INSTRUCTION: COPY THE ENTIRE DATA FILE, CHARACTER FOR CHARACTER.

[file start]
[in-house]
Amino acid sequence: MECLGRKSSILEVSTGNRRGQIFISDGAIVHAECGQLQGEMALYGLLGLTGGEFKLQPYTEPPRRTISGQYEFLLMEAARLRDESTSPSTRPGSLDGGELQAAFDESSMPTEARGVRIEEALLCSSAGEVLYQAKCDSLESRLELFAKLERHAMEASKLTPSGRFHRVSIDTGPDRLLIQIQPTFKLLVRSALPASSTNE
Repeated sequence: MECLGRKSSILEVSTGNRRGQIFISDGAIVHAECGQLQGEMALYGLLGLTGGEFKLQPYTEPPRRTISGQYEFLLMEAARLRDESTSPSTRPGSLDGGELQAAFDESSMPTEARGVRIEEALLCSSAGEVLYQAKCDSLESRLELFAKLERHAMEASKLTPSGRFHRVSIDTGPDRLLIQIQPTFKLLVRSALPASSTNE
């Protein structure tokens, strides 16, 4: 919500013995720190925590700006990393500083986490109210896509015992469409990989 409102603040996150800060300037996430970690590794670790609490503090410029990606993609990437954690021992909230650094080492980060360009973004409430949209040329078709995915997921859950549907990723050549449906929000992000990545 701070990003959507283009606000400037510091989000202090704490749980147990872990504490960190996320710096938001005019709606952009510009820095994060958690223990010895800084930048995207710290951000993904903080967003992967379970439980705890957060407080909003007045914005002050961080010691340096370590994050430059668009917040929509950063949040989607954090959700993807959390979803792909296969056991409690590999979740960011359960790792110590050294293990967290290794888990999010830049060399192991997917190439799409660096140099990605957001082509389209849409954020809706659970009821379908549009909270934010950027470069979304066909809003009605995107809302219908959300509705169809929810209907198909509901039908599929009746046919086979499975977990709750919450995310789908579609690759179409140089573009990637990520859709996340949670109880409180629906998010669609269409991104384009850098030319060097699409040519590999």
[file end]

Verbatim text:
[in-house]
Amino acid sequence: MECLGRKSSILEVSTGNRRGQIFISDGAIVHAECGQLQGEMALYGLLGLTGGEFKLQPYTEPPRRTISGQYEFLLMEAARLRDESTSPSTRPGSLDGGELQAAFDESSMPTEARGVRIEEALLCSSAGEVLYQAKCDSLESRLELFAKLERHAMEASKLTPSGRFHRVSIDTGPDRLLIQIQPTFKLLVRSALPASSTNE
Repeated sequence: MECLGRKSSILEVSTGNRRGQIFISDGAIVHAECGQLQGEMALYGLLGLTGGEFKLQPYTEPPRRTISGQYEFLLMEAARLRDESTSPSTRPGSLDGGELQAAFDESSMPTEARGVRIEEALLCSSAGEVLYQAKCDSLESRLELFAKLERHAMEASKLTPSGRFHRVSIDTGPDRLLIQIQPTFKLLVRSALPASSTNE
């Protein structure tokens, strides 16, 4: 919500013995720190925590700006990393500083986490109210896509015992469409990989 409102603040996150800060300037996430970690590794670790609490503090410029990606993609990437954690021992909230650094080492980060360009973004409430949209040329078709995915997921859950549907990723050549449906929000992000990545 701070990003959507283009606000400037510091989000202090704490749980147990872990504490960190996320710096938001005019709606952009510009820095994060958690223990010895800084930048995207710290951000993904903080967003992967379970439980705890957060407080909003007045914005002050961080010691340096370590994050430059668009917040929509950063949040989607954090959700993807959390979803792909296969056991409690590999979740960011359960790792110590050294293990967290290794888990999010830049060399192991997917190439799409660096140099990605957001082509389209849409954020809706659970009821379908549009909270934010950027470069979304066909809003009605995107809302219908959300509705169809929810209907198909509901039908599929009746046919086979499975977990709750919450995310789908579609690759179409140089573009990637990520859709996340949670109880409180629906998010669609269409991104384009850098030319060097699409040519590999």